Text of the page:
Concerns have arisen that if the island disappears below sea level during high tides, it would risk Indonesia losing the maritime boundary that had been negotiated with Singapore since 2005.
A previous government report said Nipah only measured a total of 0.62 hectares when the tide came in, and expanded to 60 hectares during low tides.
After extensive reclamation work carried out by the Indonesian government, "Nipah island has now been brought far above sea level, just like before. We can already have buildings developed there and it has also been divided into several zones for different purposes,"
Nipah Island will be developed for various purposes, including as a traffic monitoring base for anchoring vessels, where vessels could anchor temporarily before entering Singapore, Malaysia or Indonesia.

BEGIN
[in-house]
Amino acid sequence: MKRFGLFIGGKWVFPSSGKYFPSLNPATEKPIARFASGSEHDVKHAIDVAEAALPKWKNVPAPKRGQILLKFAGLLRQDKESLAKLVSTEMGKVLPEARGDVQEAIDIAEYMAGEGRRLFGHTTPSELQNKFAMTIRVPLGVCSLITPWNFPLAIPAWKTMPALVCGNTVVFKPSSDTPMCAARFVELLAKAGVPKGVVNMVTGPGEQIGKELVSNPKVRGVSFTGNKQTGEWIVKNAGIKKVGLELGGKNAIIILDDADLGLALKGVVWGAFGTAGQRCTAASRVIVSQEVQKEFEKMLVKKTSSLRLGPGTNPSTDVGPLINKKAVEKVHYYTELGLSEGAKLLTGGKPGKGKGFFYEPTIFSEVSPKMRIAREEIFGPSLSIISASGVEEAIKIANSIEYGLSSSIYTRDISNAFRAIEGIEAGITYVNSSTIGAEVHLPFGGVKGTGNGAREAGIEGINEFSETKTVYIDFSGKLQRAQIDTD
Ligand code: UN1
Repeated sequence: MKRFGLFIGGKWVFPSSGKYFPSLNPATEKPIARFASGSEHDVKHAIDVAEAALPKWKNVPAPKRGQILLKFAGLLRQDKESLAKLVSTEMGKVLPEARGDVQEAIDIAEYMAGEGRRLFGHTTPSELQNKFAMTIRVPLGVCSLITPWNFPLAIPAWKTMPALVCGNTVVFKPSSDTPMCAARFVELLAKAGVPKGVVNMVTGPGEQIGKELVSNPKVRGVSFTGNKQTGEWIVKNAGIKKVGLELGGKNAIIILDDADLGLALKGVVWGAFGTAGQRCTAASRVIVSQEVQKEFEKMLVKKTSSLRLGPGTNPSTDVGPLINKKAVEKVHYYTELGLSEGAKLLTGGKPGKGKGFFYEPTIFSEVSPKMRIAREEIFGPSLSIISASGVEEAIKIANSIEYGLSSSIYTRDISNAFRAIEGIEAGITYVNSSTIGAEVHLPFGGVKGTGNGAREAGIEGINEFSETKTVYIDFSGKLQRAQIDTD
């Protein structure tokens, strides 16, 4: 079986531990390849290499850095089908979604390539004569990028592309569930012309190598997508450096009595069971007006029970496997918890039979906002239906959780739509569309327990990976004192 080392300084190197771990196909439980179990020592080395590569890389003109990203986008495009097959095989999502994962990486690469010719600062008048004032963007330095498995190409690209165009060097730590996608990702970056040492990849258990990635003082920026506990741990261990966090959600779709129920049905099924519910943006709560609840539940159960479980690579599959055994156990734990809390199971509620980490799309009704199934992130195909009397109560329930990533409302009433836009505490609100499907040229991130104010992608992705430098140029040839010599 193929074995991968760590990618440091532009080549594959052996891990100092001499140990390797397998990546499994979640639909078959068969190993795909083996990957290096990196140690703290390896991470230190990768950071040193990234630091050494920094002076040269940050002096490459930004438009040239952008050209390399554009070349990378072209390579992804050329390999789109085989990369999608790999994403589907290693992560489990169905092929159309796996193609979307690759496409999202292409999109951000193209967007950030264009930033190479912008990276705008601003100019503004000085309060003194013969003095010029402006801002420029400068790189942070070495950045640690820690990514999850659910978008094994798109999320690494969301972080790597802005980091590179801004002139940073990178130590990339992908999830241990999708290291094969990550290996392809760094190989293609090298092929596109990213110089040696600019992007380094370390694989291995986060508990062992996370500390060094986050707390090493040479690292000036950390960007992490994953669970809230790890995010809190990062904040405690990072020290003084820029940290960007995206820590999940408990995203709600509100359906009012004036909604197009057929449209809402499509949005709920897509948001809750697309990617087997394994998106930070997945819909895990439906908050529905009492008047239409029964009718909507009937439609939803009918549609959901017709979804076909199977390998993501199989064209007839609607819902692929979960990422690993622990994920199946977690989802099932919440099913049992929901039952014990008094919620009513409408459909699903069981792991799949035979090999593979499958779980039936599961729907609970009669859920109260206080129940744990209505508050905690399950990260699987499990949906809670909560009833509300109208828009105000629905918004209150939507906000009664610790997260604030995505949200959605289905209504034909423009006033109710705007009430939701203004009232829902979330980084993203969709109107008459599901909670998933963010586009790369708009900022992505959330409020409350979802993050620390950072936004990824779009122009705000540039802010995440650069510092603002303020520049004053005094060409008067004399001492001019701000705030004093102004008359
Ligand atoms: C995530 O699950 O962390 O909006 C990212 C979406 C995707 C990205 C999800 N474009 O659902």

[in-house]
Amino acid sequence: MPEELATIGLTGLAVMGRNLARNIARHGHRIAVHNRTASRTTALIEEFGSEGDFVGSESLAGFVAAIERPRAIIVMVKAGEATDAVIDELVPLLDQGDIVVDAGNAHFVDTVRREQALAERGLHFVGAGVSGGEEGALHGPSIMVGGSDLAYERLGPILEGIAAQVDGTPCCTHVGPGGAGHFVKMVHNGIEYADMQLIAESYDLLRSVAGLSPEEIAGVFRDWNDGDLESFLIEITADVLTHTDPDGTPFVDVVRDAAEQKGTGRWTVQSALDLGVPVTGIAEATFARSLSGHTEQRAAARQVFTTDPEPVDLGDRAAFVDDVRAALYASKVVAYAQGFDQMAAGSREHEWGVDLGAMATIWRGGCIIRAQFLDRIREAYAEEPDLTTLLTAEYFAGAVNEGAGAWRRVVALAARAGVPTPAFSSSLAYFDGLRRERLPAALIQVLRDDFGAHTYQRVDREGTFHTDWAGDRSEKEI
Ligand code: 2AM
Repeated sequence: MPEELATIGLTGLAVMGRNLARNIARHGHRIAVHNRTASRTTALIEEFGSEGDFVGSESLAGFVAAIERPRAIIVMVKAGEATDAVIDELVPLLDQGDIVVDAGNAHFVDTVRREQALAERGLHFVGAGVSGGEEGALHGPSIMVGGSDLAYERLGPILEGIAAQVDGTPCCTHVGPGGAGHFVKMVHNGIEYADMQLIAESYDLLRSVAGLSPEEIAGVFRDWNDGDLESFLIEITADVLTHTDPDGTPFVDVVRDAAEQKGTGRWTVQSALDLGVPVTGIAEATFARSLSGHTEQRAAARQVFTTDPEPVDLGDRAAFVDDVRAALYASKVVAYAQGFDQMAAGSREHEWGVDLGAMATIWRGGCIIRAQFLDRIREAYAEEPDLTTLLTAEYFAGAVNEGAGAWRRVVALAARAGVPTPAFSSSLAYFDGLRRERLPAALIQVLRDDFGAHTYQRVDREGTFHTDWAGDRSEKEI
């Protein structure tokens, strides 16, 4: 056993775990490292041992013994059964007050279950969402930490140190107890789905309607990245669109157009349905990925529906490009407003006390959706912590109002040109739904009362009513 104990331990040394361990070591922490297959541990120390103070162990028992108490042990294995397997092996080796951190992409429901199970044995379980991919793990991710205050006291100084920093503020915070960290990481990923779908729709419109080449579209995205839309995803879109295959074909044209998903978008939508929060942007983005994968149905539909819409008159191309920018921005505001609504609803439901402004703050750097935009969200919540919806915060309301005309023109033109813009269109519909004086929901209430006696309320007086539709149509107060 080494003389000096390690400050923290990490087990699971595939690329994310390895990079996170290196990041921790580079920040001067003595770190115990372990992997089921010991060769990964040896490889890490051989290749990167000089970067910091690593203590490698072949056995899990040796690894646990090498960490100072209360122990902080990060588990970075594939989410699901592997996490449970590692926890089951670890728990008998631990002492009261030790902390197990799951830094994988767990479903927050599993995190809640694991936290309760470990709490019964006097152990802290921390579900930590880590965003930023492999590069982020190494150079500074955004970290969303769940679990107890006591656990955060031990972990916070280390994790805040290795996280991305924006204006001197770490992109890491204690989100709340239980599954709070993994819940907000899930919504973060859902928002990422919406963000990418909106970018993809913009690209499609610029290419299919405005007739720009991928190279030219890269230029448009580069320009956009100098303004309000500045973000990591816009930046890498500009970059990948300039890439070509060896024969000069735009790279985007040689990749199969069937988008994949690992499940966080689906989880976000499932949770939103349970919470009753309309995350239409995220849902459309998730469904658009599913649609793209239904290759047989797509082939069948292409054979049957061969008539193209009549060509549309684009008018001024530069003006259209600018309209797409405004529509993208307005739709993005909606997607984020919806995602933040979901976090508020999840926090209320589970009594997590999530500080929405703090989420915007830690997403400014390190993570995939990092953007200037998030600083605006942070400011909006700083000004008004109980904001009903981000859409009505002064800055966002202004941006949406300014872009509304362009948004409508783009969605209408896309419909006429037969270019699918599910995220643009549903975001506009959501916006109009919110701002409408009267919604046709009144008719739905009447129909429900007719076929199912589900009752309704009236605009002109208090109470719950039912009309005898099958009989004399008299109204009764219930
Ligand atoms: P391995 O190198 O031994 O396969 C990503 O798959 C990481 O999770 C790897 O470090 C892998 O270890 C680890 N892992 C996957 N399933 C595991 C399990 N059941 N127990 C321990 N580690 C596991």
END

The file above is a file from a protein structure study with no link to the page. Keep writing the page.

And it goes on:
According to the 2004 master plan for Nipah island`s development, plans for the island included a pier, plaza and monument, an integrated security post, mangrove and marine biota observation center, and a fishermen`s shelter. "The facilities would be constructed in accordance with the needs of visitors to the island which is located on the edge of a sea lane through which 50,000 merchant ships pass every year."
More reports about Nipah Island and Singapore's shores
- Indonesia restores key maritime baseline of Nipah Island: Foreign Ministry Lilian Budianto, The Jakarta Post 6 Feb 09;
- President Yudhoyono chairs meeting on Nipah Island`s development Antara 3 Feb 09;
- Singapore, Indonesia agree on western maritime boundary Salim Osman, Straits Times 4 Feb 09;
- Indonesia and Singapore agree on new boundary Erwida Maulia, The Jakarta Post 3 Feb 09;
- Four Villages In Madura Island May Be Gobbled Up By Sea Bernama 22 Dec 06;
- Indonesian activists back ban on sand for Singapore Yahoo News 14 Feb 07;
- Govt to boost security to enforce sand export ban Fadli, The Jakarta Post
- Singapore’s Shifting Sands Asia Sentinel 31 Jan 07;
- The shifting sands of time - and Singapore Bill Guerin Atimes 31 Jul 03;